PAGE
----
Those of you who are Jon Stewart fans, like I am, know where this line comes from. At the end of every show, Jon would show a clip of something unbelievable, ridiculous, or ironic that reveals a not-so-surprising truth, at least it shouldn’t be surprising. Well, my personal moment of Zen came a few weeks ago when I had a heart attack at the end of a long day of stress, work, dehydration, and lack of sleep—during the summer break when I should have been having fun and relaxing. It’s ironic because I’m the youngest in my family, the one who eats organic, does yoga, and exercises every day, and the only one who has had a heart attack. It was not-so-surprising because I was a workaholic perfectionist. I say “was” because this epiphany-causing event has changed my focus from work to living my life.
With that said, this is not an instant fix for my workaholism. Like any addiction, working too much and trying to make everything perfect are things that are not easy to give up. Having started the school year, I am bombarded with opportunities and requests to work around the clock that have to be ignored. This is not easy for someone like me. I have a list of things to do that seem urgent and could never be accomplished in the work-day, but I’m trying. I have to constantly put my list out of my mind and do something purposefully peaceful and get to a place where I feel comfortable doing what I want to do with my free at-home time.
According to my list, this weekend, I have to create leveled reading groups for two classes, grade sample writing, create some unit modules for my website, look over and record pre-tests, and fill out some teacher evaluation goals and self-evaluation stuff. All of these things seem urgent. Ideally they would be done by Monday, but I worked very hard all week, and I need to relax and have fun, as prescribed by my doctor—I’m not kidding. Besides that, if I die next week, will I rather have had fun with my husband, or have gotten my “goals” written for the state evaluation, which are not really my goals, but what I think they want to hear anyway? I know what I want to do today and it’s not that.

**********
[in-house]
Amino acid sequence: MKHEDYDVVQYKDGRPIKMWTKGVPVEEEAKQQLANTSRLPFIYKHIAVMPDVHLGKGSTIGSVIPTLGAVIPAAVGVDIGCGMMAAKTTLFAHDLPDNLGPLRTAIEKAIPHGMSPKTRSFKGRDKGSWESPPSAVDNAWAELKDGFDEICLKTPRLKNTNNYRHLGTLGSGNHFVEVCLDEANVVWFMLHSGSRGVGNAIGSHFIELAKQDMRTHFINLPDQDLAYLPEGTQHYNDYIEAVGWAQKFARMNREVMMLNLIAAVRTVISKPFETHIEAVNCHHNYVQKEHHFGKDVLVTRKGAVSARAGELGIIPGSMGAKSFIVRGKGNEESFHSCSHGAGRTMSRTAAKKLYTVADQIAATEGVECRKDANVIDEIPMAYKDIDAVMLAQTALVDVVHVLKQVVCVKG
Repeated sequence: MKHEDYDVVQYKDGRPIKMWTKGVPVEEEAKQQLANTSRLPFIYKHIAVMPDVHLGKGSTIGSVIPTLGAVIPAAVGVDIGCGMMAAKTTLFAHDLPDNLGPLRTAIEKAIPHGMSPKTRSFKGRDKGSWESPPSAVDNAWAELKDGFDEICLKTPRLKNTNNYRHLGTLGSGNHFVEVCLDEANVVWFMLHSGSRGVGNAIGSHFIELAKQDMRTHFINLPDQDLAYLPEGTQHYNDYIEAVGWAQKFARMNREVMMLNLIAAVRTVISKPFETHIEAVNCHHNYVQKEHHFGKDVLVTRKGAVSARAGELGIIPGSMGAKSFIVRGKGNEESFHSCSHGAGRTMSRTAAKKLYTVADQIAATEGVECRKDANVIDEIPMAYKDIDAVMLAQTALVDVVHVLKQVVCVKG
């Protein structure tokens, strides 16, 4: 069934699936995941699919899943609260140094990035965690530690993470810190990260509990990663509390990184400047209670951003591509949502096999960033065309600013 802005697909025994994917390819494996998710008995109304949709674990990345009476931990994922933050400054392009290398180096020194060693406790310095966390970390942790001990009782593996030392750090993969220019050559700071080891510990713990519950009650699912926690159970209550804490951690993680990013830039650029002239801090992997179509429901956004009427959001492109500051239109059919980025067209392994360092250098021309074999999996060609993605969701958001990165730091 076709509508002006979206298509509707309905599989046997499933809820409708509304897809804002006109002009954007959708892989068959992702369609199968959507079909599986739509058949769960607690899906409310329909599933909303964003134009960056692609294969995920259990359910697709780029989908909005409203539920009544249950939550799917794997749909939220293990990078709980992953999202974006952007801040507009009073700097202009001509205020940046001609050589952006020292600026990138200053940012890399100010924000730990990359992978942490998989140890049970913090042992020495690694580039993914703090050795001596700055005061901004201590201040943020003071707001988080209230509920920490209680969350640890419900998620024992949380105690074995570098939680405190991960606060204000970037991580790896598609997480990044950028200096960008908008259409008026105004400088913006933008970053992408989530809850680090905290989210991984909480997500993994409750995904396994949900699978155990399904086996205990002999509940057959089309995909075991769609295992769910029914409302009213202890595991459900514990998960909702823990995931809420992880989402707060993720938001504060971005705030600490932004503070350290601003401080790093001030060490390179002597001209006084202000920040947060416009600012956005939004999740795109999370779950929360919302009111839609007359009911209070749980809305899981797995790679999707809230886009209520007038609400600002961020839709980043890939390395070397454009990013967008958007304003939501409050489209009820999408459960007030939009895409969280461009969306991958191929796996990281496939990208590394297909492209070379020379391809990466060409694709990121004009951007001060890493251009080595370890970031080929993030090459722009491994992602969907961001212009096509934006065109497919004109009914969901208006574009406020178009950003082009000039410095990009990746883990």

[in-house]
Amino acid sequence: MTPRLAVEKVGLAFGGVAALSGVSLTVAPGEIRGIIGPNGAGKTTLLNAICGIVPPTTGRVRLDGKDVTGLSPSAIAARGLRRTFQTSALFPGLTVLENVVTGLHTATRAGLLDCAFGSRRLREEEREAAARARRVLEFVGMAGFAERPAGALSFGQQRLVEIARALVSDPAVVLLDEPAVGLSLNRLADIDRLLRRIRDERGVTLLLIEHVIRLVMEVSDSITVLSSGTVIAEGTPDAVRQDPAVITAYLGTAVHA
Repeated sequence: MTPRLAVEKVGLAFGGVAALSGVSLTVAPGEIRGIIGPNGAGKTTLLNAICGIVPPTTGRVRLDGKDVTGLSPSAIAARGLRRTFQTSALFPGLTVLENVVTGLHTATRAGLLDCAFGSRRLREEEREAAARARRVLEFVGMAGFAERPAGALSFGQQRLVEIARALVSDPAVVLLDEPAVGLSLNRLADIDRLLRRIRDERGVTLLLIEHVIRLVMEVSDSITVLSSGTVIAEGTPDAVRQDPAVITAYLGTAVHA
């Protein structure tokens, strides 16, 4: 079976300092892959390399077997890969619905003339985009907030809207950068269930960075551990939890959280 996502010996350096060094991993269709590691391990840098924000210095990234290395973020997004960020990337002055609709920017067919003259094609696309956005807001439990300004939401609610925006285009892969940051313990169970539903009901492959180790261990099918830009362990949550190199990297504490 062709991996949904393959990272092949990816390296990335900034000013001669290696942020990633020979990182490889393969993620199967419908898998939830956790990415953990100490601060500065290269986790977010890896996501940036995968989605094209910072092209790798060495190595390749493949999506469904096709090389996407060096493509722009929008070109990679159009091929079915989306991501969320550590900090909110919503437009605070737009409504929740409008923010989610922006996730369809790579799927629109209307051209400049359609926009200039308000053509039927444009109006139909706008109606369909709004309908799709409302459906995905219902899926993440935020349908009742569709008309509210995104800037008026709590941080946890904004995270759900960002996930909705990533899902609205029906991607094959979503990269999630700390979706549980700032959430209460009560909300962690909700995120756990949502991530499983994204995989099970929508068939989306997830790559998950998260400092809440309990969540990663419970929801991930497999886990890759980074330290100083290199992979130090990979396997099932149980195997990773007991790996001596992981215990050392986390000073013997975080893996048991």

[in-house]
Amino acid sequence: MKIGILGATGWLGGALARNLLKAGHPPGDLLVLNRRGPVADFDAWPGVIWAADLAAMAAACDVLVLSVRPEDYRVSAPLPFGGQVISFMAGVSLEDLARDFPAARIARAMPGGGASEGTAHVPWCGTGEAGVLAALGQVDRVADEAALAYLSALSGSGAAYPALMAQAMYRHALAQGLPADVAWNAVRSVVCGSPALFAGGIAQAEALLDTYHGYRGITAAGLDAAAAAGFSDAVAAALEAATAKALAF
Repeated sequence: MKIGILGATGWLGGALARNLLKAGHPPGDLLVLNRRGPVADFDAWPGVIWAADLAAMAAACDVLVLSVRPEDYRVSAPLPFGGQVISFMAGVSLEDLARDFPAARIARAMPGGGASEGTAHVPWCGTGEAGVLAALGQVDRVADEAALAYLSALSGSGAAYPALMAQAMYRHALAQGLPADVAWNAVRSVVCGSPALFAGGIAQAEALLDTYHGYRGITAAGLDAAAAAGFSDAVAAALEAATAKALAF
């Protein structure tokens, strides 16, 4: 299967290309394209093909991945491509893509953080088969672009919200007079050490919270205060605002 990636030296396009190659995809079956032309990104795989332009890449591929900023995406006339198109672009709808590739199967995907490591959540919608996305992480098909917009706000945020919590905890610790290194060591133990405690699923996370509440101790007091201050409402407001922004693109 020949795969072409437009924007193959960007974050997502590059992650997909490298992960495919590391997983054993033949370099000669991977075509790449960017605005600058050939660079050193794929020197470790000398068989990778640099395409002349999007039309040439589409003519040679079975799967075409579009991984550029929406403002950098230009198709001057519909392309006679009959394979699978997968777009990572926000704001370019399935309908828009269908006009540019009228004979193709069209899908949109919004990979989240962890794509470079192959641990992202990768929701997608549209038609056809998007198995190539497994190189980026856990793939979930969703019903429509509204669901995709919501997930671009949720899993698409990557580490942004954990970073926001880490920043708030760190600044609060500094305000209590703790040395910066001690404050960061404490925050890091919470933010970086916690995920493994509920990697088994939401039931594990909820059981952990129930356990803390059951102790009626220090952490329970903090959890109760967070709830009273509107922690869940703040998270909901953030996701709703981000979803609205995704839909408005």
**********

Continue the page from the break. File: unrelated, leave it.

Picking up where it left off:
In a few minutes, I’m going to meet some friends in nature to meditate and drink coffee—not at the same time, of course. Then I’m going to hang out with my husband and go see an art/photography opening by a friend of his. Later, we will do something with our dog. It’s his birthday month, so we’re celebrating our little guy. Maybe I’ll do a little reading later, and if I feel like it, I might do one thing for school—probably create those leveled reading groups. Then I will go back to focusing on my actual life until Monday.
I have to keep reminding myself that work doesn’t own me; it rents me from 7 am to 3 pm and occasional evenings. It’s just what I do when I’m not home, living my real life. I love it, but it is not who I am; it is does not define me. Who I am is here with my friends and family and experiencing the life I want to live. That is my Zen, and I will go on reminding myself of this until it comes naturally. Peace.—Christina Knowles
Photo snagged from gabby.tv